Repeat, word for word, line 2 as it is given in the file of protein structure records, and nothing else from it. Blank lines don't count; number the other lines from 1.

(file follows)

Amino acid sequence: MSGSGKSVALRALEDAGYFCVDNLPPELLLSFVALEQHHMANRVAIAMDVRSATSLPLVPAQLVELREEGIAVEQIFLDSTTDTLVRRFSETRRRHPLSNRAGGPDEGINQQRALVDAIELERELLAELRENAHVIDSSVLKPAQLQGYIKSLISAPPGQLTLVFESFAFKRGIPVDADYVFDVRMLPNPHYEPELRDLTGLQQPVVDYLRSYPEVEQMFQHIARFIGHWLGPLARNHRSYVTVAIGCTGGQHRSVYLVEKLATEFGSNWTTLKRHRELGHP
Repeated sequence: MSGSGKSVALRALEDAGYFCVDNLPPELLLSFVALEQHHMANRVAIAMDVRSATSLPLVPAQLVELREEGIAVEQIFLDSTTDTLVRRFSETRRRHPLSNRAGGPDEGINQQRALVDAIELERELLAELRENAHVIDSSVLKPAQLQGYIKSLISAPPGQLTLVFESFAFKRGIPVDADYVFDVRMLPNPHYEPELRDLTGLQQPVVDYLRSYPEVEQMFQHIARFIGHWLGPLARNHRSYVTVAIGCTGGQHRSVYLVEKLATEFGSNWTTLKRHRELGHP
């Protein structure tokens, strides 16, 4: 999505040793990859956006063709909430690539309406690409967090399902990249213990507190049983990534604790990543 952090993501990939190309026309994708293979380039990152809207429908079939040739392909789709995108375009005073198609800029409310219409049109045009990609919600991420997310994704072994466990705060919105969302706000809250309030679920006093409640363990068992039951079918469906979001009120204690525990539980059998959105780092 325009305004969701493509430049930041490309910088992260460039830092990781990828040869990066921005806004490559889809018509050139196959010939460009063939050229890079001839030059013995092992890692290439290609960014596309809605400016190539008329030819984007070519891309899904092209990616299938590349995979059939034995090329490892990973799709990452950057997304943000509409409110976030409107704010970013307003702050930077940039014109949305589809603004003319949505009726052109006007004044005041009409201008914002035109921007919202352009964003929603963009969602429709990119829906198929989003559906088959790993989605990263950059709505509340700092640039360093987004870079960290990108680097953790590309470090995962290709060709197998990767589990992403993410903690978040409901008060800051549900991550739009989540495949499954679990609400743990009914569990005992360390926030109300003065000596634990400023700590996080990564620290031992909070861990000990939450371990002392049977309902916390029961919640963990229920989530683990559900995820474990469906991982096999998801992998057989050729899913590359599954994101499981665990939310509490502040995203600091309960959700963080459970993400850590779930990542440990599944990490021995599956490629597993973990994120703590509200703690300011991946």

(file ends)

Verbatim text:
Repeated sequence: MSGSGKSVALRALEDAGYFCVDNLPPELLLSFVALEQHHMANRVAIAMDVRSATSLPLVPAQLVELREEGIAVEQIFLDSTTDTLVRRFSETRRRHPLSNRAGGPDEGINQQRALVDAIELERELLAELRENAHVIDSSVLKPAQLQGYIKSLISAPPGQLTLVFESFAFKRGIPVDADYVFDVRMLPNPHYEPELRDLTGLQQPVVDYLRSYPEVEQMFQHIARFIGHWLGPLARNHRSYVTVAIGCTGGQHRSVYLVEKLATEFGSNWTTLKRHRELGHP